6 April 1940: Flying her Seversky AP-7A, NX1384, Jackie Cochran set a Fédération Aéronautique Internationale and National Aeronautic Association speed record over a 2,000 kilometer (1,242.742 miles) course from Mount Wilson, California (northeast of Los Angeles) to Mesa Giganta, New Mexico (west of Albuquerque) with an average speed of 533.845 kilometers per hour (331.716 miles per hour).¹
The Seversky AP-7 was an improved civil version of the Seversky P-35 fighter, which was the first U.S. Army Air Corps single engine airplane to feature all-metal construction, an enclosed cockpit and retractable landing gear. It was designed by Major Alexander Nikolaievich Prokofiev de Seversky, a World War I Russian fighter ace.
Cochran’s AP-7A was a specially-built racer, modified from the original AP-7 with a new, thinner, wing and different landing gear arrangement. It was powered by a an air-cooled, supercharged, 1,829.39-cubic-inch-displacement (29.978 liter) Pratt & Whitney Twin Wasp S1B3-G (R-1830-11) two-row 14-cylinder radial engine rated at 850 horsepower at 2,450 r.p.m. at 5,000 feet (1,524 meters), and 1,000 horsepower at 2,600 r.p.m. for take off. The engine turned a three-bladed Hamilton-Standard controllable-pitch propeller through a 3:2 gear reduction. The R-1830-11 was 4 feet, 8.66 inches (1.439 meters) long with a diameter of 4 feet, 0.00 inches (1.219 meters), and weighed 1,320 pounds (599 kilograms).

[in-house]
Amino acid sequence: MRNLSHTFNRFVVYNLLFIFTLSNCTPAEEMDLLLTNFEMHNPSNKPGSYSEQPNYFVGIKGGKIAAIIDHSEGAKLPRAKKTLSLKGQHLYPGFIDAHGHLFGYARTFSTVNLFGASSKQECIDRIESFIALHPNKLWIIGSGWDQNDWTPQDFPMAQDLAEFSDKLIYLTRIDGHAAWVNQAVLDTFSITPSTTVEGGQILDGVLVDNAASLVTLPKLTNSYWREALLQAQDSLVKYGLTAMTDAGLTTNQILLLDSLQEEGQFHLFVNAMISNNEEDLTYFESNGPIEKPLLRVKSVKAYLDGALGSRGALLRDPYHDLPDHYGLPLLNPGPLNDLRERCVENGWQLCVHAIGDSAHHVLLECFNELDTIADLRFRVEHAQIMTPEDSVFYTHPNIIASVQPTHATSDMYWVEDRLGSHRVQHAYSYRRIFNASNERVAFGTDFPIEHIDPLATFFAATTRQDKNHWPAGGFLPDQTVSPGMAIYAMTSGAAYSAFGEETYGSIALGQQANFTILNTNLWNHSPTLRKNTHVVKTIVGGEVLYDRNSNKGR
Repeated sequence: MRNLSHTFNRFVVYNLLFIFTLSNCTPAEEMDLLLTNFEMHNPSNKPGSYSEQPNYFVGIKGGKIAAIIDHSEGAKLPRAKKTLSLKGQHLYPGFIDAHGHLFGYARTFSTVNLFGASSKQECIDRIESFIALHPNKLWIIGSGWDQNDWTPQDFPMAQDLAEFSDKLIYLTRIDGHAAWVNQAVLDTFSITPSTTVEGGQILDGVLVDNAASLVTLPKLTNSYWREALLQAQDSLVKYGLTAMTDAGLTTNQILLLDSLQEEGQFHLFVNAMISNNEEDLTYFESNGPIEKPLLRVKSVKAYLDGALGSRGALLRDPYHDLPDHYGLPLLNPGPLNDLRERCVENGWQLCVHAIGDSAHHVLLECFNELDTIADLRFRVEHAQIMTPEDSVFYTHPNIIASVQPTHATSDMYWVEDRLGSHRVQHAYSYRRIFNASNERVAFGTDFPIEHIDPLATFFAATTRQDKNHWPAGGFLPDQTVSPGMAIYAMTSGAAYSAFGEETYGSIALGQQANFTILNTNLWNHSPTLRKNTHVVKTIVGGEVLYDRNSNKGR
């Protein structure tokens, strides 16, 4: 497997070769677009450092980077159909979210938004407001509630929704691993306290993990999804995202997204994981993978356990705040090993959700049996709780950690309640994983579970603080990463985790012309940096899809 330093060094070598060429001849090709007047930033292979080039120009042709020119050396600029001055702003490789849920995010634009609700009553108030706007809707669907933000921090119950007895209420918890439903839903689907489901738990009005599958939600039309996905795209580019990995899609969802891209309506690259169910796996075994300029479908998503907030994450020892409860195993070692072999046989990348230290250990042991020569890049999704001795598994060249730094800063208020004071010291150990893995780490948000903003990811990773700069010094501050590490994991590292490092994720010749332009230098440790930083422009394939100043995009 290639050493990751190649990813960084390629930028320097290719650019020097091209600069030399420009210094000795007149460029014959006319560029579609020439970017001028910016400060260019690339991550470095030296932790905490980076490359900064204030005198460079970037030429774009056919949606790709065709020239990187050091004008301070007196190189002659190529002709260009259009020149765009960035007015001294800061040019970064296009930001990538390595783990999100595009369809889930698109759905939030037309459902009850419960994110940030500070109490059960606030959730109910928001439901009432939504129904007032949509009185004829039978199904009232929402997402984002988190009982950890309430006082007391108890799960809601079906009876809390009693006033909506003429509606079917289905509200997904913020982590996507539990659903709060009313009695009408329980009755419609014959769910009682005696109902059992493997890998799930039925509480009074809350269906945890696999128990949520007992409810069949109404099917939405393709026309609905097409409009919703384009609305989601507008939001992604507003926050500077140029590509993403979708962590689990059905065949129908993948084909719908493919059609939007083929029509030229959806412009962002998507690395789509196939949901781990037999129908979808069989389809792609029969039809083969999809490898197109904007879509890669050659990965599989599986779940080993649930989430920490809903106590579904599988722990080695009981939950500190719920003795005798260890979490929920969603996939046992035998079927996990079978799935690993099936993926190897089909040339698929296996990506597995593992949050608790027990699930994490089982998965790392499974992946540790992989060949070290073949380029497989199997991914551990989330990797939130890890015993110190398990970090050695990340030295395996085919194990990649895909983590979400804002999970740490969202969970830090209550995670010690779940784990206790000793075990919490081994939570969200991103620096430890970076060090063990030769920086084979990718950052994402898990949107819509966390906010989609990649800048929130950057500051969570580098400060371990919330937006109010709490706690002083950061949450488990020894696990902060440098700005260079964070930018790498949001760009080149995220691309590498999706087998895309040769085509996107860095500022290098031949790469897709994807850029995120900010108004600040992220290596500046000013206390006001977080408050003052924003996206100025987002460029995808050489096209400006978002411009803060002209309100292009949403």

This is the same airplane in which Jackie Cochran won the 1938 Bendix Trophy Race.
¹ FAI Record File Number 12025.
© 2019, Bryan R. Swopes
2 thoughts on “6 April 1940”
I wonder what route was taken. Did she fly Mount Wilson to Mesa Giganta and back to Mount Wilson? Or to a third intermediate point for a total of 2000 km? Maybe a return trip was required by the rules in order to average out the wind, similar to speed records requiring multiple trips in opposite directions to average out the wind. I checked the distance from Mount Wilson to Albuquerque and it was 665 miles which would agree with a there and back flight. I wonder if that was the case, some of the shorter distance records up to a certain distance required there and back for wind averaging. Then longer trips would be classified as eastbound/westbound since a round trip wouldn’t be possible without refueling.
I hadn’t thought about it before. I thought they were all point to point for distance records.
That’s an interesting question, Steve, but I don’t know the answer. I presumed that it was point to point. She set a 1,000 kilometer record flying the same airplane from Burbank to San Mateo and return, 15 September 1939.
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